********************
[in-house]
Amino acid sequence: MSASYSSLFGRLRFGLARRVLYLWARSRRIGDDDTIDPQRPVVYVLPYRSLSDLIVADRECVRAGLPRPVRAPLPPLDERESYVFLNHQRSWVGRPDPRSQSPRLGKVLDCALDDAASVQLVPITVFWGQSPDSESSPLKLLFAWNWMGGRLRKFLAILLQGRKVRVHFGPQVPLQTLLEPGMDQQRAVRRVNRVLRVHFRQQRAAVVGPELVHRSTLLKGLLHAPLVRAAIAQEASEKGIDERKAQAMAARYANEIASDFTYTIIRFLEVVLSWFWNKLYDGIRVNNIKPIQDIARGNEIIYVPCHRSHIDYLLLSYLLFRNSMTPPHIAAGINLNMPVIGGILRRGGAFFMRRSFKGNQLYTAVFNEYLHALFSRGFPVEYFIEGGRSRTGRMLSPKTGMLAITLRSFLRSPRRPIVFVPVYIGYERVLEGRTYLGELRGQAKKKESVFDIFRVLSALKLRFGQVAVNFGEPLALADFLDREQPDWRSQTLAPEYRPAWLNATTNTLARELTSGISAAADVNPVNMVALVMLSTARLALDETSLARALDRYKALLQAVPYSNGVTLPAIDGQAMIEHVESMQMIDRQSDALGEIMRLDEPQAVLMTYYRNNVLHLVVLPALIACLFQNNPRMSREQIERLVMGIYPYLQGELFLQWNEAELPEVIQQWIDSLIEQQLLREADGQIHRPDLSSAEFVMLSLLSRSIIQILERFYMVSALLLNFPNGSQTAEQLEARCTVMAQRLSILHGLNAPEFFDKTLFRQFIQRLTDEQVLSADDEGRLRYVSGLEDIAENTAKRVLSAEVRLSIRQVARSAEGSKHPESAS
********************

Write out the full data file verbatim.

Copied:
[in-house]
Amino acid sequence: MSASYSSLFGRLRFGLARRVLYLWARSRRIGDDDTIDPQRPVVYVLPYRSLSDLIVADRECVRAGLPRPVRAPLPPLDERESYVFLNHQRSWVGRPDPRSQSPRLGKVLDCALDDAASVQLVPITVFWGQSPDSESSPLKLLFAWNWMGGRLRKFLAILLQGRKVRVHFGPQVPLQTLLEPGMDQQRAVRRVNRVLRVHFRQQRAAVVGPELVHRSTLLKGLLHAPLVRAAIAQEASEKGIDERKAQAMAARYANEIASDFTYTIIRFLEVVLSWFWNKLYDGIRVNNIKPIQDIARGNEIIYVPCHRSHIDYLLLSYLLFRNSMTPPHIAAGINLNMPVIGGILRRGGAFFMRRSFKGNQLYTAVFNEYLHALFSRGFPVEYFIEGGRSRTGRMLSPKTGMLAITLRSFLRSPRRPIVFVPVYIGYERVLEGRTYLGELRGQAKKKESVFDIFRVLSALKLRFGQVAVNFGEPLALADFLDREQPDWRSQTLAPEYRPAWLNATTNTLARELTSGISAAADVNPVNMVALVMLSTARLALDETSLARALDRYKALLQAVPYSNGVTLPAIDGQAMIEHVESMQMIDRQSDALGEIMRLDEPQAVLMTYYRNNVLHLVVLPALIACLFQNNPRMSREQIERLVMGIYPYLQGELFLQWNEAELPEVIQQWIDSLIEQQLLREADGQIHRPDLSSAEFVMLSLLSRSIIQILERFYMVSALLLNFPNGSQTAEQLEARCTVMAQRLSILHGLNAPEFFDKTLFRQFIQRLTDEQVLSADDEGRLRYVSGLEDIAENTAKRVLSAEVRLSIRQVARSAEGSKHPESAS